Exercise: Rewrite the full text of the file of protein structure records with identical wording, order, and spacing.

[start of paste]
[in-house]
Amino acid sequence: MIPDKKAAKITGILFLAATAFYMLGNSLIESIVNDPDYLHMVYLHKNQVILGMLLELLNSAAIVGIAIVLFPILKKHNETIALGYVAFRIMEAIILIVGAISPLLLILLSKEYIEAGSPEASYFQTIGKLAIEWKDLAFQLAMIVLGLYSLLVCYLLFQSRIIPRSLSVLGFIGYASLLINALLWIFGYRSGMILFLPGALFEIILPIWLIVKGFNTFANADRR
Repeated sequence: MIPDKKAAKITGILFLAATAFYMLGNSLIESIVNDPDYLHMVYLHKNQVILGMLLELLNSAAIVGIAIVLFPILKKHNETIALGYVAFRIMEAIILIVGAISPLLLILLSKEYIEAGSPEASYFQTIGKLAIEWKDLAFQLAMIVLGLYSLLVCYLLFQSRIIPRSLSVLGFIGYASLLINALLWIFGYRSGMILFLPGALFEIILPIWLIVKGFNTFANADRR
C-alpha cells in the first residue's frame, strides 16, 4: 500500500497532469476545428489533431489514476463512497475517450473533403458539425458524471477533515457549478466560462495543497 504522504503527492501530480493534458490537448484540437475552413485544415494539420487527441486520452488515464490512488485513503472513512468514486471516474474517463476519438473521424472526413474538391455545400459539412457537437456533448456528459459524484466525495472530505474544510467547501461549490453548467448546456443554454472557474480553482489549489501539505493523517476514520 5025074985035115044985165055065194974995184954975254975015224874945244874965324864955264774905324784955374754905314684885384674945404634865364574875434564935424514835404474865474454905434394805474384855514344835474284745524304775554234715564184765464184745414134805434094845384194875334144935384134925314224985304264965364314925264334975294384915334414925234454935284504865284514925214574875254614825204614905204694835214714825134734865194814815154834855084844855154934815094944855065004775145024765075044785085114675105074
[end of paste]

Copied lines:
[in-house]
Amino acid sequence: MIPDKKAAKITGILFLAATAFYMLGNSLIESIVNDPDYLHMVYLHKNQVILGMLLELLNSAAIVGIAIVLFPILKKHNETIALGYVAFRIMEAIILIVGAISPLLLILLSKEYIEAGSPEASYFQTIGKLAIEWKDLAFQLAMIVLGLYSLLVCYLLFQSRIIPRSLSVLGFIGYASLLINALLWIFGYRSGMILFLPGALFEIILPIWLIVKGFNTFANADRR
Repeated sequence: MIPDKKAAKITGILFLAATAFYMLGNSLIESIVNDPDYLHMVYLHKNQVILGMLLELLNSAAIVGIAIVLFPILKKHNETIALGYVAFRIMEAIILIVGAISPLLLILLSKEYIEAGSPEASYFQTIGKLAIEWKDLAFQLAMIVLGLYSLLVCYLLFQSRIIPRSLSVLGFIGYASLLINALLWIFGYRSGMILFLPGALFEIILPIWLIVKGFNTFANADRR
C-alpha cells in the first residue's frame, strides 16, 4: 500500500497532469476545428489533431489514476463512497475517450473533403458539425458524471477533515457549478466560462495543497 504522504503527492501530480493534458490537448484540437475552413485544415494539420487527441486520452488515464490512488485513503472513512468514486471516474474517463476519438473521424472526413474538391455545400459539412457537437456533448456528459459524484466525495472530505474544510467547501461549490453548467448546456443554454472557474480553482489549489501539505493523517476514520 5025074985035115044985165055065194974995184954975254975015224874945244874965324864955264774905324784955374754905314684885384674945404634865364574875434564935424514835404474865474454905434394805474384855514344835474284745524304775554234715564184765464184745414134805434094845384194875334144935384134925314224985304264965364314925264334975294384915334414925234454935284504865284514925214574875254614825204614905204694835214714825134734865194814815154834855084844855154934815094944855065004775145024765075044785085114675105074